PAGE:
Ruth Carol Johnson Keller [Courtesy photo]

Ruth Carol Johnson Keller passed away on April 15, 2018, at the age of 89. She was born on February 7, 1929, in Inglewood, California, to Fred Turner Ashley and Alta Mariah Parkinson Ashley. She was the second child in the family and adored her older brother, John. Her childhood was filled with memories of playing sports with her brother and father, including making and using a homemade pole vault. When she was 12 years old her brother served in Hawaii during World War II. She treasured the letters he sent to her. She learned to play the piano as a child and felt that it was a means for her to express herself when she had no voice.

A young man who served in the Navy during the Korean War fell in love with a photo of her. They became pen pals and exchanged letters for several months. He had no doubt he wanted to marry her, even before he met her in person. He drove from his home in Illinois on Route 66 to her home in California to be near her. She and Wallace Kenneth Johnson married a year later on April 3, 1954. They made their home in Torrance, California, where their family grew to include three daughters: Cynthia, Debra and Kristin.

Their family moved to Vista, California, in December 1968, where they were very active in the LDS church. In December of 1976 they took a trip to Castle Valley, Utah, to visit the Ehlers family, friends they had gone to church with in Vista. They became part of a California migration of families that were all friends with the Ehlers family to become early settlers in Castle Valley. Living in Castle Valley was much different than the California suburbs Ruth had known. There were no telephones for a few years, no television and she learned to keep their home warm by building a fire in the wood stove.

She endured years of loneliness when her husband returned to California to work. She worked at Yellow Front while raising her teenage daughter. When her daughter graduated from high school in 1985, she went to live with her husband Ken in California as he worked the last few years before retirement. In 1992, they returned to Castle Valley to finish the home they began building together in 1977.

Retirement brought great joy to the couple. They served in the Moab community, enjoyed their grandchildren and their grandchildren’s interests, traveled around the world and invited friends and neighbors to enjoy their swimming pool.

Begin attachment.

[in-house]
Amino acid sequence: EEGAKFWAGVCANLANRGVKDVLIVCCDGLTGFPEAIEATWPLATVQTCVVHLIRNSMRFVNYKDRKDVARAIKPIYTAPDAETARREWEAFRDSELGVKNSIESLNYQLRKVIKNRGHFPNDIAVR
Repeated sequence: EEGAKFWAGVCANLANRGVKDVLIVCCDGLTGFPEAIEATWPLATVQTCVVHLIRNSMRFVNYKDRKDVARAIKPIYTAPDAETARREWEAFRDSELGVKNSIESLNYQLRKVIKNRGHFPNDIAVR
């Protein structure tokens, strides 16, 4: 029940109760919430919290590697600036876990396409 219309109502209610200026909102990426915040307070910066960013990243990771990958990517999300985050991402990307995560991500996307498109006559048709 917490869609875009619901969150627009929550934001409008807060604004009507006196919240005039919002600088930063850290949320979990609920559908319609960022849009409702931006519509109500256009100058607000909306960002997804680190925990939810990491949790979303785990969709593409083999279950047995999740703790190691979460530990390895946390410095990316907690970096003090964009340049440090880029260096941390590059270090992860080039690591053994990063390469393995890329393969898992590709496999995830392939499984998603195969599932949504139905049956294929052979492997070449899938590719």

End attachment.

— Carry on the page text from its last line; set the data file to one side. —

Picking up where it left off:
Her husband Ken fell ill in 2011 and she faithfully cared for him until his death on September 7, 2012. Her daughter Debra took great care of her mother Ruth until Debra succumbed to cancer in 2014. Ruth moved to an assisted care living facility in Brigham City, Utah, near where her daughter Cynthia lived. There she found love again and married Preston Keller in October of 2015. She was lovingly embraced by his children, grandchildren and great-grandchildren. He passed away on March 2, 2018.

Ruth enjoyed good health up until a week before her death. She played her beloved grand piano daily for residents and guests of the assisted living center where she lived. When she knew that death was imminent, she faced it bravely and with grace, wearing bright pink lipstick. She planned her own funeral and shared her love with her friends and family before passing away peacefully on April 15, 2018.

She is survived by daughters Cynthia (Alan) Day and Kristin (Jeffrey) Godwin; 10 grandchildren and nine great-grandchildren. She is preceded in death by her parents; her brother John Ashley; her husbands Ken Johnson and Preston Keller; her daughter Debra Officer; and grandsons Erik Day and Zachary Taylor.

A viewing will be held at 11:30 a.m. on Saturday, April 21, at the Myers Funeral Home in Brigham City, with the funeral services following at 1 p.m. A graveside service will be held at 10 a.m. Tuesday, April 24, at the Castle Valley graveyard, where she will be laid next to her husband Ken Johnson. A luncheon will be held at 11:30 a.m. at the LDS Church on 400 North after her interment. Friends and family are welcome to attend to share her memory.